Mexico Adopts Standards to Measure Global Warming Gases

Two-year partnership will develop a voluntary reporting platform for Mexican businesses, following the internationally accepted Greenhouse Gas Protocol

Published: 26-Aug-2004

Mexico today launched a new partnership that makes it the first country to adopt internationally-accepted standards to measure and report business greenhouse gas (GHG) emissions for establishing a voluntary national program.

The partnership, called the Mexico GHG Pilot Program, was launched with the signing of an agreement between Mexico’s Secretariat for the Environment and Natural Resources (Secretaría de Medio Ambiente y Recursos Naturales or SEMARNAT), the World Resources Institute (WRI) and the World Business Council for Sustainable Development (WBCSD).

“This program will provide tools and training to Mexican businesses, helping them to apply accounting approaches to quantify GHG emissions, identify GHG reduction opportunities, and attract new technologies and investments,” said Ing. Alberto Cárdenas Jiménez, secretary of SEMARNAT.

The two-year partnership will develop a voluntary reporting platform for Mexican businesses, following the internationally accepted Greenhouse Gas Protocol developed by WRI and WBCSD. It hopes to assist businesses in Mexico to prepare GHG inventories, identify GHG reduction opportunities, and participate in programs to reduce emissions, while at the same time benefitting corporate bottom lines, reducing local air pollutants, and mitigating global climate change.

“While many industries throughout the world have adopted the GHG Protocol, Mexico is the first country to adopt it,” said Jonathan Lash, WRI president.
“In the absence of international leadership in tackling climate change, Mexico has taken the lead in showing what can be done to mitigate global warming.”

The Mexico GHG Pilot Program will be coordinated by SEMARNAT with technical support from WRI and WBCSD. During the first phase of the program, running through December 2004, the GHG Protocol Corporate Standard will be adopted to design a customized accounting framework for the program, taking into account local conditions and needs, including training of Mexican experts. Implementation will begin in January 2005 and end by Nov. 30, 2006.

The partners believe that the successful implementation of the program will serve as an inspiring example for other countries in the region and world wide to consider adopting similar capacity building initiatives towards mitigation of climate change.

“Mexico’s adoption of the GHG Protocol is a significant step to the further standardization and harmonization of GHG accounting and reporting frameworks worldwide,” says Björn Stigson, president of WBCSD. “We hope other countries will also use the GHG Protocol.”

The GHG Protocol, first launched in 2001, has become the most widely used global standard for corporate accounting of greenhouse gas emissions. It was developed by over 500 experts from businesses, non-governmental organizations (NGOs), and governments. It has been adopted by over 150 companies, including industry associations representing pulp and paper, aluminum, and cement, and enjoys the support of NGOs and governments alike.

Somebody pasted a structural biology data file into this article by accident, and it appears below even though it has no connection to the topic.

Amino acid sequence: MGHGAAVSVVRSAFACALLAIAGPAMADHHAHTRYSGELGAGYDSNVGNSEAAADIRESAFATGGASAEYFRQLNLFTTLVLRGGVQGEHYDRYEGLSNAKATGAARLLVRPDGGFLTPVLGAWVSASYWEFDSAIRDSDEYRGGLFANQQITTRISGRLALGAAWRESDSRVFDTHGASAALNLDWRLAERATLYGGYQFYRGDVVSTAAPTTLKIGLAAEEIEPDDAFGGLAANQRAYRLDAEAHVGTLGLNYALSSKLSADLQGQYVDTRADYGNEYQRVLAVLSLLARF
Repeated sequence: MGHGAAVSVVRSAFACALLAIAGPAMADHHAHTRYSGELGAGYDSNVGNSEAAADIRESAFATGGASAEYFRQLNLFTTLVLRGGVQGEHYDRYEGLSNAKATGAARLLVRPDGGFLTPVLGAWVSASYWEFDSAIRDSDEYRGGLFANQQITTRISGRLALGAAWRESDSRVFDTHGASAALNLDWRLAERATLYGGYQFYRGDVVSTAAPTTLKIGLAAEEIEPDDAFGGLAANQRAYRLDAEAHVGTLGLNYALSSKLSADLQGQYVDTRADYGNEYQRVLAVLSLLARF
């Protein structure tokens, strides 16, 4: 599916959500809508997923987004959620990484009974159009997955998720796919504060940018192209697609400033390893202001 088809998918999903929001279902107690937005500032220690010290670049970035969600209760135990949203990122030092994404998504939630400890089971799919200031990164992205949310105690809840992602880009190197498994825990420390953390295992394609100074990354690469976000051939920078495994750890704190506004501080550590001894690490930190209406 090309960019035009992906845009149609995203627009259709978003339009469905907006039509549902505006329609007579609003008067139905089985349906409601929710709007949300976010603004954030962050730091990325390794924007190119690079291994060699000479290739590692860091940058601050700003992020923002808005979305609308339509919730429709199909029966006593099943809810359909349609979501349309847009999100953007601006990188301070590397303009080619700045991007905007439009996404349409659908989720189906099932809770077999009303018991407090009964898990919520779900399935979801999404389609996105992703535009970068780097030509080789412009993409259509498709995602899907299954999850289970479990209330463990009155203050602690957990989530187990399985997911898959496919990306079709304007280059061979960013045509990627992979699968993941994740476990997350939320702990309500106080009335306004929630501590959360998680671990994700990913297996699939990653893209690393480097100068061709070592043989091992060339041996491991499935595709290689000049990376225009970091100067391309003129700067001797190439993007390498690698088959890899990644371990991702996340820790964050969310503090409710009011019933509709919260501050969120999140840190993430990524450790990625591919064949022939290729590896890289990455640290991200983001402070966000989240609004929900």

Numerous climate initiatives, including reduction programs, trading schemes, environmental standards, and registries have based their measurement and reporting guidelines on the GHG Protocol. This includes the US EPA Climate Leaders Initiative, Global Reporting Initiative, the WWF Climate Savers Program, California Climate Action Registry, World Economic Forum Global GHG Register, the UK Trading Scheme, the Chicago Climate Exchange, and the monitoring protocols of the EU Trading Scheme.

Mexico ranks as the 14th largest emitter of greenhouse gases in the world, and is second only to Brazil in South America. In 2000, according to WRI’s Climate Analyses Indicators Tool, GHG emissions in Mexico equaled 1.4 tons per person, compared with 6.6 tons per U.S. citizen and 1.3 tons per Brazilian.

Resources for the Mexico GHG Pilot Program are provided by SEMARNAT, WRI, WBCSD, and the US Agency for International Development.

The Secretariat of Environment and Natural Resources or SEMARNAT is a federal government agency that formulates and implements Mexico’s environmental protection policy, with the aim of reversing ecological deterioration and establishing the bases for sustainable development in the country.

The World Business Council for Sustainable Development is a coalition of 175 international companies united by a shared commitment to sustainable development.

The World Resources Institute is an environmental research and policy organization that creates solutions to protect the Earth and improve people’s lives.

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